Sampling strategy

Non-survivors

We pre-specified a sample size of 300 consecutive patients who had died post-ICU in hospital prior to April 2018 in our published protocol [14] based on a previous audit. From this we anticipated around 10% of deaths reviewed would be avoidable and that 300 patients would be available from participating hospitals within approximately three preceding years, allowing us to represent recent practice. We excluded patients with missing medical notes or who were transferred away from study hospitals.

We selected cases using electronic hospital records in reverse chronological order from March 2018 until 300 eligible cases were identified across the three sites. We excluded cases where medical notes were unavailable (e.g. missing) or the record was incomplete (e.g. key documents such as observations charts or sections of medical documentation were missing from the record of care). We reviewed ward care following the first discharge from an ICU.

Survivors

A convenience sample of cases was selected from participants interviewed as part of the REFLECT study. Details of the approach are included in the published protocol [14]. We reviewed an equal number of survivor cases as ‘probably avoidable’ deaths to offer a comparison of care.

Variables

We collected summary data on all patients discharged from each ICU during the study period including age, sex and Clinical Frailty Scale (CFS) prior to hospital admission [16], type of admission (surgical/medical and elective/emergency), Acute Physiology and Chronic Health Evaluation (APACHE II) score on ICU admission [17], ICU length of stay (LOS) and post-ICU ward.

Detailed data on deaths following discharge from ICU were collected using the SJR methodology [18]. The SJR form [12] categorises care into distinct periods: initial management; ongoing management; care during a procedure; end-of-life care; and overall care. For each period, a short narrative account of care is written, including ‘judgement statements’. A quality of care score is assigned to each period on a scale from 1 (very poor care) to 5 (excellent care). Scores for each care period contribute to a final overall score of quality of care, derived from and supported by the judgement statements. Following review of care, an ‘avoidability of death’ judgement score is assigned, considering any problems in care identified as contributing to the outcome. This is a 6-point scale from 6: definitely not avoidable to 1: definitely avoidable.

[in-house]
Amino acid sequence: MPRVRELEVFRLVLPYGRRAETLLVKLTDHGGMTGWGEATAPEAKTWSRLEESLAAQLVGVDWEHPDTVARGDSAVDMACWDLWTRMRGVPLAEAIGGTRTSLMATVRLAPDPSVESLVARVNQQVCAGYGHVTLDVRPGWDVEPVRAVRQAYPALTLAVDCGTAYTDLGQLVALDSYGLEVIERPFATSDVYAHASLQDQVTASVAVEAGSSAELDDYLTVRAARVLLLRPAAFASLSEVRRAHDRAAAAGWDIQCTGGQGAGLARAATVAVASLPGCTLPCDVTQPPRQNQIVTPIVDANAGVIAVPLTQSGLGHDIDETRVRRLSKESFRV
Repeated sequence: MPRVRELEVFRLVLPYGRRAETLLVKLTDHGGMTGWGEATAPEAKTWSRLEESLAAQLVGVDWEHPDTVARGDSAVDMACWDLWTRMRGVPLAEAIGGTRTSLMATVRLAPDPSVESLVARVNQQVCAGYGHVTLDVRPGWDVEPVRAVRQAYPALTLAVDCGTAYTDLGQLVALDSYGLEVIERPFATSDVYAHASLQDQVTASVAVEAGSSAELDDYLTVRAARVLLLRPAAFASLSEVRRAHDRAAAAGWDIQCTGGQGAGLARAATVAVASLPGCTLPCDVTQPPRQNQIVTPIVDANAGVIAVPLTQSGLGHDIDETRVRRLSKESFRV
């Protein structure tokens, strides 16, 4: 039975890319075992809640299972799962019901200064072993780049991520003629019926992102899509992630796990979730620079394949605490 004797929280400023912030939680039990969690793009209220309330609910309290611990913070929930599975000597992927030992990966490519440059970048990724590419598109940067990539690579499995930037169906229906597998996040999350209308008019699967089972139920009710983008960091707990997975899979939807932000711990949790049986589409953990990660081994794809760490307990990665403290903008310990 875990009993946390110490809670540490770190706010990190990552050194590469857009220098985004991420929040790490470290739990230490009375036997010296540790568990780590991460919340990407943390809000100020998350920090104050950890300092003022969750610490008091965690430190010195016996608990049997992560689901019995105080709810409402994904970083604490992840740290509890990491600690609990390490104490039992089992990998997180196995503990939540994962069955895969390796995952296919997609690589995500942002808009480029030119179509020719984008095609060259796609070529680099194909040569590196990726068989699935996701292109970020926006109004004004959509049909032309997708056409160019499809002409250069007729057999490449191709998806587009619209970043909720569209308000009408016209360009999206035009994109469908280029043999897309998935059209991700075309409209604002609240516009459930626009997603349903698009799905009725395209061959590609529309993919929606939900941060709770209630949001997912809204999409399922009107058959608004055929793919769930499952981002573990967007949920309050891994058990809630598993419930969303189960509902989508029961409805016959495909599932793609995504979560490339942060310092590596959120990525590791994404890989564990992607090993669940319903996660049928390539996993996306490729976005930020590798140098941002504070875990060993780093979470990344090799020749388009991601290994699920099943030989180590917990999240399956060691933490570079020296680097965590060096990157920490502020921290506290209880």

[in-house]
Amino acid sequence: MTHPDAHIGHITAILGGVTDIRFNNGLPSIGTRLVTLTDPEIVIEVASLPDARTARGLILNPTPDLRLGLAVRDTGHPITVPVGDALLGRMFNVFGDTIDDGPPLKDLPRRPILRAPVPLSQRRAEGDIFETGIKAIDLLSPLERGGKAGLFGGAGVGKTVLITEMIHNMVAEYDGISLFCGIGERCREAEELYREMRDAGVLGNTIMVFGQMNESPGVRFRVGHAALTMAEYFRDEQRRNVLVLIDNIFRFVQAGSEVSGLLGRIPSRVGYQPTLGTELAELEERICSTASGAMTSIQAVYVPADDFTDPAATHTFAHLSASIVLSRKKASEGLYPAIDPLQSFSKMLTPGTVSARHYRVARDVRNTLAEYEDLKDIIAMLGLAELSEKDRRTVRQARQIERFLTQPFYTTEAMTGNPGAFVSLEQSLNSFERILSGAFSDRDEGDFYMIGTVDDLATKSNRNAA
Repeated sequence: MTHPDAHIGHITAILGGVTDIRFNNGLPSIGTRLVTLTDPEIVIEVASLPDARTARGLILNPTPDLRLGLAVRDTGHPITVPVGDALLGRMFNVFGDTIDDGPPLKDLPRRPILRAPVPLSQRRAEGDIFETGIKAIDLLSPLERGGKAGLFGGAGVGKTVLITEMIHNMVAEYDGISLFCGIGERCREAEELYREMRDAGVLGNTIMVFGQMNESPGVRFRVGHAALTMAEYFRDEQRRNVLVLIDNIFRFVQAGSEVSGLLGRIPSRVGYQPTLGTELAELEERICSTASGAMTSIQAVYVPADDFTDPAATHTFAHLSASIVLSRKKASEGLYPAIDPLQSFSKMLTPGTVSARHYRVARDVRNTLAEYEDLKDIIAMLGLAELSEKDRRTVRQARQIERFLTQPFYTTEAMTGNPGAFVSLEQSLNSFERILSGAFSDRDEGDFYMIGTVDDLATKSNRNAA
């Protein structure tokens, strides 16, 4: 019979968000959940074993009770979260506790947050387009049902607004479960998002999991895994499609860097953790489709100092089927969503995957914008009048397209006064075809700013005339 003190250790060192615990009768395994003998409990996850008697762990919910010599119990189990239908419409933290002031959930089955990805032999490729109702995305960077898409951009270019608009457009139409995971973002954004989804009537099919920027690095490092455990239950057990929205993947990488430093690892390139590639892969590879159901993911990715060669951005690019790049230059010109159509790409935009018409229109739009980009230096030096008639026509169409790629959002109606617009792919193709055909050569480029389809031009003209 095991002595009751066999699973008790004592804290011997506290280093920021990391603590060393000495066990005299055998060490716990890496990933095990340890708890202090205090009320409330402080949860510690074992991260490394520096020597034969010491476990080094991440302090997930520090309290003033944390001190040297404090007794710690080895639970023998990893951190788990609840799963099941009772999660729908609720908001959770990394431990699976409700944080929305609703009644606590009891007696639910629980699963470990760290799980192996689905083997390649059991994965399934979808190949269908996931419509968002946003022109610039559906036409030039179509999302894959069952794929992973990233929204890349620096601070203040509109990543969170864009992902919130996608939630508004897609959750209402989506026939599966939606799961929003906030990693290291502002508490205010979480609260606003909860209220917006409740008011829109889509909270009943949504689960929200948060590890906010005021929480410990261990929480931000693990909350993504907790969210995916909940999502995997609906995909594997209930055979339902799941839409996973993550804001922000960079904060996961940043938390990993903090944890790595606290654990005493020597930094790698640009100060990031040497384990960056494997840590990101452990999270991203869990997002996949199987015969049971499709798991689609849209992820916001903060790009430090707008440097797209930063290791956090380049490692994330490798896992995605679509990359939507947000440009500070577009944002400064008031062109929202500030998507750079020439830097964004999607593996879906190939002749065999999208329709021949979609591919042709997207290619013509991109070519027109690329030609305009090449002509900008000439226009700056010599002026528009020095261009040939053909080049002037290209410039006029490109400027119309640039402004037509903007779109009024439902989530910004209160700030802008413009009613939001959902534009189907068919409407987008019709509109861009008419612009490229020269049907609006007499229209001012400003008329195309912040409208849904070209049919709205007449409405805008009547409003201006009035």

We piloted the published SJR Case Report Form [12] resulting in minor adjustments to fit the post-ICU cohort. We changed the focus of the ‘initial management’ section from ‘first 24 h in hospital’ to ‘first 24 h following ICU discharge’; added more detailed demographic data; and included focused data capture of pre-identified care issue areas obtained from literature review [3, 19, 20] and a previous local audit. These included discharge from an ICU out-of-hours; mobility and rehabilitation; nutrition; and management of atrial fibrillation (AF) or sepsis. We also collected information on the provision of ICU outreach/follow-up care for each patient.

We recorded when patients were discharged for end-of-life care (EOLC) following ICU discharge and whether death occurred from progression of a chronic disease. We collected additional data on the pre-identified care issues. We recorded problems in care where they were judged to result in harm to a patient. The pre-identified care issues were not defined as a ‘problem in care’ unless they were judged to have resulted in harm to the patient. Data sources and rules (where interpretation was required) were defined for each variable (Additional file 1: Tables S2 and S3).

In line with previous work we defined ‘avoidable deaths’ as those classified ‘probably avoidable’ or greater levels of avoidability (score 1–3). We also calculated a wider ‘relaxed’ definition of preventable deaths (including ‘possibly preventable but not very likely’, score 1–4) [9, 11]. We classified all deaths other than those that were ‘definitely not avoidable’ (score 6) as having some degree of avoidability.

Data extraction

We extracted summary data for all discharged patients from electronic records. Sources of data included nursing and medical notes, laboratory results, vital signs documentation, therapy documentation, and drug, food and fluid charts. We defined data sources and rules (where interpretation was required) for each variable collected (Additional file 1: Table S3). We extracted data onto paper case report forms. These were then transcribed into a pre-piloted spreadsheet (Microsoft Excel version 16, Microsoft Corporation, Redmond, USA).